Public-Private Partnerships are useful in large projects that require highly skilled workforce and significant cost outlays to get started. Different models are characterized by which party is responsible for owning and maintaining assets at different stages of the project. Ultimately, smart bargains are the ones that attract the most desired private partners with adequate financing and the right risk sharing components.
In Kenya, PPPs are a major constituent in the national government’s agenda to provide low-cost housing. The mammoth project, which aims to provide at least 1000000 housing units in the next 5 years, expects at least 60 percent of financing to come from the private sector. With such an ambition, stakeholders would expect that all bottlenecks that previously stood in the way of providing decent, affordable housing to Kenyans have been corrected and favorable terms put in place to attract investors. But as recent reports indicate, the private-sector acceptances of PPPs for affordable housing are scarce beyond the sluggish pipeline held by the National Treasury PPP Unit. Undoubtedly, new policies need to be adopted to yield dramatic results in the medium-to-long-term beginning with the correction of the apparent fiscal policy biases in the sector.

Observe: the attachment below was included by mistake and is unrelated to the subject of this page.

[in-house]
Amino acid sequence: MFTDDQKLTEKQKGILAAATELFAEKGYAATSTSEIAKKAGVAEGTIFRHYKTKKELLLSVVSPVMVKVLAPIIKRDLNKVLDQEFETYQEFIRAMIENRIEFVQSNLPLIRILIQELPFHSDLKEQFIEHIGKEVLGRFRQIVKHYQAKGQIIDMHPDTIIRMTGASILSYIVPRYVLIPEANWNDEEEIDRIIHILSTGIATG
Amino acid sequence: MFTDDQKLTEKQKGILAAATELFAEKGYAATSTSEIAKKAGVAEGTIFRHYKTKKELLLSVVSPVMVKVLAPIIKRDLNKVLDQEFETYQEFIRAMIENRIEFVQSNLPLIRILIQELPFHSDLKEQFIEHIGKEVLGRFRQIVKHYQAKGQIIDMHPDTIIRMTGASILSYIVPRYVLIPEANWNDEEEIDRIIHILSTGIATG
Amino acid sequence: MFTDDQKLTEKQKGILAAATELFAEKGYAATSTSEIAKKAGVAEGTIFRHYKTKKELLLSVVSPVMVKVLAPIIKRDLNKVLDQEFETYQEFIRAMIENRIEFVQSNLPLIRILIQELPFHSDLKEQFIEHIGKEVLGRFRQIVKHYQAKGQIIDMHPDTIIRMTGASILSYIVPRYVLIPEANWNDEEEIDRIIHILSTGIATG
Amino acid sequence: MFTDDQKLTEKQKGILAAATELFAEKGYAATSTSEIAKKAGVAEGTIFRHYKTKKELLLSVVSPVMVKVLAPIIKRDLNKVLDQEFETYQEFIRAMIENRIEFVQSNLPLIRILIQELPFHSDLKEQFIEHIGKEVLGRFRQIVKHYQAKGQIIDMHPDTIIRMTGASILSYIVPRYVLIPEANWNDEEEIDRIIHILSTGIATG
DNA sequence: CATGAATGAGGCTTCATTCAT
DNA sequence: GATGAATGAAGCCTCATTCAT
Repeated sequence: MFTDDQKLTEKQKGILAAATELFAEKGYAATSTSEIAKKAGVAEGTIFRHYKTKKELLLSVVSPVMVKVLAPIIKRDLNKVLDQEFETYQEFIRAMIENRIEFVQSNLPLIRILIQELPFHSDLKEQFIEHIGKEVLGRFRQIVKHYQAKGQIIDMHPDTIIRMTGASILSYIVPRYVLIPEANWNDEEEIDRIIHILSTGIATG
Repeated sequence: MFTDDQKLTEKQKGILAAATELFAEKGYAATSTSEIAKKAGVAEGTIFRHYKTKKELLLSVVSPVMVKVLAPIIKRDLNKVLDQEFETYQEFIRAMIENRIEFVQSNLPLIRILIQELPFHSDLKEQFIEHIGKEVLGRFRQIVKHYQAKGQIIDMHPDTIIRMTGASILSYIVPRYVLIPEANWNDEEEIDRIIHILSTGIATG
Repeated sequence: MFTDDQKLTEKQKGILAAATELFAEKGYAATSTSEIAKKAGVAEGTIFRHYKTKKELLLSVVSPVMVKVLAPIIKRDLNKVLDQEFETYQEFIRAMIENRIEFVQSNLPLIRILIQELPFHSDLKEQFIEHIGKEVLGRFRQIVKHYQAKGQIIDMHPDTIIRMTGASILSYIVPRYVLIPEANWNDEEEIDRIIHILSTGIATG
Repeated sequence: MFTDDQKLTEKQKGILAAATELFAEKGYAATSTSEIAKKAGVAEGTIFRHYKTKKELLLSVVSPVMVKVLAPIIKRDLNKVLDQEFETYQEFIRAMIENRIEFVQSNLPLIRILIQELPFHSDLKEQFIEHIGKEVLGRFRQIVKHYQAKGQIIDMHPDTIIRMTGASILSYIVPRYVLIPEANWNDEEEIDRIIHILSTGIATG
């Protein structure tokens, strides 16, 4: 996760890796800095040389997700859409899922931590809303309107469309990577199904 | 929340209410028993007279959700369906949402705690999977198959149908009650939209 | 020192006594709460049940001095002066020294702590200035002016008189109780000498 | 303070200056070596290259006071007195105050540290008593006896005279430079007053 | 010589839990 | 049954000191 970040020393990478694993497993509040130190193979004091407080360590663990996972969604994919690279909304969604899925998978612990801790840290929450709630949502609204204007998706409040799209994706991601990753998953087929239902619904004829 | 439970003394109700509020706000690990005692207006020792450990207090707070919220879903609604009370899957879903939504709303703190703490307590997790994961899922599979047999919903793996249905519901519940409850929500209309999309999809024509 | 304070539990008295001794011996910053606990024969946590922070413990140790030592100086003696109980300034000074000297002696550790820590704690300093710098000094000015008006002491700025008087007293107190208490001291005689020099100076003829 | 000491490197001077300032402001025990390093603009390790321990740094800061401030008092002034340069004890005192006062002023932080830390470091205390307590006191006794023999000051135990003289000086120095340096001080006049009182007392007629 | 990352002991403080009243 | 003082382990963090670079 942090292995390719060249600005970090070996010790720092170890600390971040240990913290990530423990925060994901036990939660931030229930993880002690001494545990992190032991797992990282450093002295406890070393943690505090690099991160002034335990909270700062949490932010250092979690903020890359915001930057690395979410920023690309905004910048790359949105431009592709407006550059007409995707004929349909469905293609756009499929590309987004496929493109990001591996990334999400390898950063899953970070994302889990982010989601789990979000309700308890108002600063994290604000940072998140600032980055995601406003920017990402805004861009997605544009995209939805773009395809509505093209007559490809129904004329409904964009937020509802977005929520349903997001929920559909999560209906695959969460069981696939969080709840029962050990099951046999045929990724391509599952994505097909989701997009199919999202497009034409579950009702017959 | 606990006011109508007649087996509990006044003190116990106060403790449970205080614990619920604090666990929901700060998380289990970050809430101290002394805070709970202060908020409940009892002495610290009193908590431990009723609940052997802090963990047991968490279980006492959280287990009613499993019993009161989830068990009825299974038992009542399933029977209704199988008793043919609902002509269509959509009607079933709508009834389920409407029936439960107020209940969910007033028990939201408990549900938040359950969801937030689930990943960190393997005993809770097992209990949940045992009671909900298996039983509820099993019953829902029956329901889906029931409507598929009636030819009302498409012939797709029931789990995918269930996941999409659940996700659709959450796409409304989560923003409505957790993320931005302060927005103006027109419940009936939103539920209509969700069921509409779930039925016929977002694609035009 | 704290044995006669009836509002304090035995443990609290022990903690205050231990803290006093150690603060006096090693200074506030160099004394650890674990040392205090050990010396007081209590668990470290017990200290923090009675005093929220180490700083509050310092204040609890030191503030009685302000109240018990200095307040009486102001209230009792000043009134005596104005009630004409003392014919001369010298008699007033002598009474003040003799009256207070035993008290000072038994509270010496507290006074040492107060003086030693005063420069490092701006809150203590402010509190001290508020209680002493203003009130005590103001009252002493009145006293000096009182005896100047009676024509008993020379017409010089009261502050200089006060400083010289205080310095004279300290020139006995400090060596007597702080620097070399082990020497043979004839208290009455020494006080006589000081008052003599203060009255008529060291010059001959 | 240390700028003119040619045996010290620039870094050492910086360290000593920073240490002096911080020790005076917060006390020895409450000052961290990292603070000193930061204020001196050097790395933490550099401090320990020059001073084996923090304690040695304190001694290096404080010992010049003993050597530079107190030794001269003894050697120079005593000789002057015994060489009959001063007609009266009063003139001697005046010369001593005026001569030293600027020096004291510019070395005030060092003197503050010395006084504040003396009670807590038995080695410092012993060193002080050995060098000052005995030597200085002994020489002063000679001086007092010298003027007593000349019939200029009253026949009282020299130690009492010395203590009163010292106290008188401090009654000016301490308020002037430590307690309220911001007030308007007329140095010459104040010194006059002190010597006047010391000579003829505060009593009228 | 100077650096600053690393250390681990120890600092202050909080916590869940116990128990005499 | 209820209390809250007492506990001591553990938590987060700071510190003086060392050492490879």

Some of the successful PPPs we have witnessed include a number that Kenyan universities have pioneered in partnership with foreign investors. These mega projects aim at increasing rental spaces in a category of housing designated as multiple-occupied housing. They include hostels, student accommodation, and temporary type buildings. Although laudable, such PPPs carry massive foreign exchange risks. Furthermore, they do not fit the description of the regular affordable housing.
One of the factors challenging the uptake of PPPs is costs. According to the Center for Affordable Housing and Finance, the cost for a generic, equal-standard house in Nairobi is the highest among 16 African countries averaging $63241 compared to the lowest location, Dar-es-Saalam, whose average cost is $18640. The high cost of housing driven by the cost of urban land which stands at $14826, for a comparable 120square meters of space, coming third after Kampala and Dakar.
The second issue affecting PPPs is excess demand (scarcity of housing) which has driven price increases. Scarcity displaces low-income households even when the units are custom built for them. For instance, out of the 200000 units needed across all income levels per annum, only 50000 enter the market. However, what follows is a price spiral and speculation holding of units by high-income investors who then lock the lower income population out of the market. The target for 1000000 units over the next 5 years will face similar translations unless the policy is altered to address the scarcity that erodes affordability.